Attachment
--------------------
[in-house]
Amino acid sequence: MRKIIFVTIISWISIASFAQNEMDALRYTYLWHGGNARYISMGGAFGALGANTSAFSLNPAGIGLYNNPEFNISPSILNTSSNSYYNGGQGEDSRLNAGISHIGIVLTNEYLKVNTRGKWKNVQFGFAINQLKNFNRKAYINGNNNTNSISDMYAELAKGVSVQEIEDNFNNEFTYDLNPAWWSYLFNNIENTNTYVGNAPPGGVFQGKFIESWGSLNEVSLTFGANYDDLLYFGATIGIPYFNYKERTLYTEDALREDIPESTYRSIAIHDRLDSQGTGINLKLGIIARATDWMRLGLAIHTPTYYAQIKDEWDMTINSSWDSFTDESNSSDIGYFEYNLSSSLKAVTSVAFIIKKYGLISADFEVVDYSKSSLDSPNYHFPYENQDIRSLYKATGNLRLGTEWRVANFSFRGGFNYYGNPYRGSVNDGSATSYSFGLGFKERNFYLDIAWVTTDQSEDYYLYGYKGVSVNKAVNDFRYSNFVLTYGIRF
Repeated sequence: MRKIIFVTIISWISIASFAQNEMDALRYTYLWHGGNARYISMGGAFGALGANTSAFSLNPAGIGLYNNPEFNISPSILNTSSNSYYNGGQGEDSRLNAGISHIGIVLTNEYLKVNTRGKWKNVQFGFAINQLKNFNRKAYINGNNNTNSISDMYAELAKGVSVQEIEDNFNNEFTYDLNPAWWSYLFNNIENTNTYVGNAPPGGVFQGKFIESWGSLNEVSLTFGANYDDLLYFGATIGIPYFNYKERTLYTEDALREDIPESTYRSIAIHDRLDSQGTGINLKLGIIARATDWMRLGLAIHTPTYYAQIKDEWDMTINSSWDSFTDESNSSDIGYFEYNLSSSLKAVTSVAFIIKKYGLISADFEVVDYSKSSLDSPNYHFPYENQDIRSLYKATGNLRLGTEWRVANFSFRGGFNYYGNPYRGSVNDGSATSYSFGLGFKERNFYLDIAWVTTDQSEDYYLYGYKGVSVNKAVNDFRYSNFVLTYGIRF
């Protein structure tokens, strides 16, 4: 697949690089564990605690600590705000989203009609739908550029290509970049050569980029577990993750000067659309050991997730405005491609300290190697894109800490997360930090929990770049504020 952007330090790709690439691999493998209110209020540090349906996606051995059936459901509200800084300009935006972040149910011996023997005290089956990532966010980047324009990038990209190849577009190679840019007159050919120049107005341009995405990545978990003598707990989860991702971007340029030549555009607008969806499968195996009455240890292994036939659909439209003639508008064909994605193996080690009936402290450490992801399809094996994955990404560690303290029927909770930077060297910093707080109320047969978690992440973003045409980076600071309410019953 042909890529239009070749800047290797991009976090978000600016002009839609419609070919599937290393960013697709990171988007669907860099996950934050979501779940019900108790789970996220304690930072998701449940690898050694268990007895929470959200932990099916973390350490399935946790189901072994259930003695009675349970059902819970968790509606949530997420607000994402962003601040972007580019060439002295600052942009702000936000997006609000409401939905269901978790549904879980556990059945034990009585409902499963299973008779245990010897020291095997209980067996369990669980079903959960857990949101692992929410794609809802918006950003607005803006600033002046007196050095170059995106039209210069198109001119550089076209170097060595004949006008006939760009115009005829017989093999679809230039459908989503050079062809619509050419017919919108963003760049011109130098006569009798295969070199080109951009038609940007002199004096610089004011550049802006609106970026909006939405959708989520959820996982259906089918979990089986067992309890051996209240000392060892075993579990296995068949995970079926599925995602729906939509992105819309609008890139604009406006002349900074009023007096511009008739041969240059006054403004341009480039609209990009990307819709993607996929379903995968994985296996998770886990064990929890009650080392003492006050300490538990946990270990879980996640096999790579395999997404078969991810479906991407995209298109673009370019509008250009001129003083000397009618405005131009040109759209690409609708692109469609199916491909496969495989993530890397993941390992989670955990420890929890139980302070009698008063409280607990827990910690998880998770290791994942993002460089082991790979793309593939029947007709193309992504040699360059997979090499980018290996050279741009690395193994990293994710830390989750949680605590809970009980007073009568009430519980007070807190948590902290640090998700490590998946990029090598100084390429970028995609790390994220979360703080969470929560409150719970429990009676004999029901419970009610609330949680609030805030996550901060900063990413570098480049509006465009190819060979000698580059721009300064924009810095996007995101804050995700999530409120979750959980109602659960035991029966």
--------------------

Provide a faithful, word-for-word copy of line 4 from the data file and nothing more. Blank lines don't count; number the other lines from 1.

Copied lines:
């Protein structure tokens, strides 16, 4: 697949690089564990605690600590705000989203009609739908550029290509970049050569980029577990993750000067659309050991997730405005491609300290190697894109800490997360930090929990770049504020 952007330090790709690439691999493998209110209020540090349906996606051995059936459901509200800084300009935006972040149910011996023997005290089956990532966010980047324009990038990209190849577009190679840019007159050919120049107005341009995405990545978990003598707990989860991702971007340029030549555009607008969806499968195996009455240890292994036939659909439209003639508008064909994605193996080690009936402290450490992801399809094996994955990404560690303290029927909770930077060297910093707080109320047969978690992440973003045409980076600071309410019953 042909890529239009070749800047290797991009976090978000600016002009839609419609070919599937290393960013697709990171988007669907860099996950934050979501779940019900108790789970996220304690930072998701449940690898050694268990007895929470959200932990099916973390350490399935946790189901072994259930003695009675349970059902819970968790509606949530997420607000994402962003601040972007580019060439002295600052942009702000936000997006609000409401939905269901978790549904879980556990059945034990009585409902499963299973008779245990010897020291095997209980067996369990669980079903959960857990949101692992929410794609809802918006950003607005803006600033002046007196050095170059995106039209210069198109001119550089076209170097060595004949006008006939760009115009005829017989093999679809230039459908989503050079062809619509050419017919919108963003760049011109130098006569009798295969070199080109951009038609940007002199004096610089004011550049802006609106970026909006939405959708989520959820996982259906089918979990089986067992309890051996209240000392060892075993579990296995068949995970079926599925995602729906939509992105819309609008890139604009406006002349900074009023007096511009008739041969240059006054403004341009480039609209990009990307819709993607996929379903995968994985296996998770886990064990929890009650080392003492006050300490538990946990270990879980996640096999790579395999997404078969991810479906991407995209298109673009370019509008250009001129003083000397009618405005131009040109759209690409609708692109469609199916491909496969495989993530890397993941390992989670955990420890929890139980302070009698008063409280607990827990910690998880998770290791994942993002460089082991790979793309593939029947007709193309992504040699360059997979090499980018290996050279741009690395193994990293994710830390989750949680605590809970009980007073009568009430519980007070807190948590902290640090998700490590998946990029090598100084390429970028995609790390994220979360703080969470929560409150719970429990009676004999029901419970009610609330949680609030805030996550901060900063990413570098480049509006465009190819060979000698580059721009300064924009810095996007995101804050995700999530409120979750959980109602659960035991029966």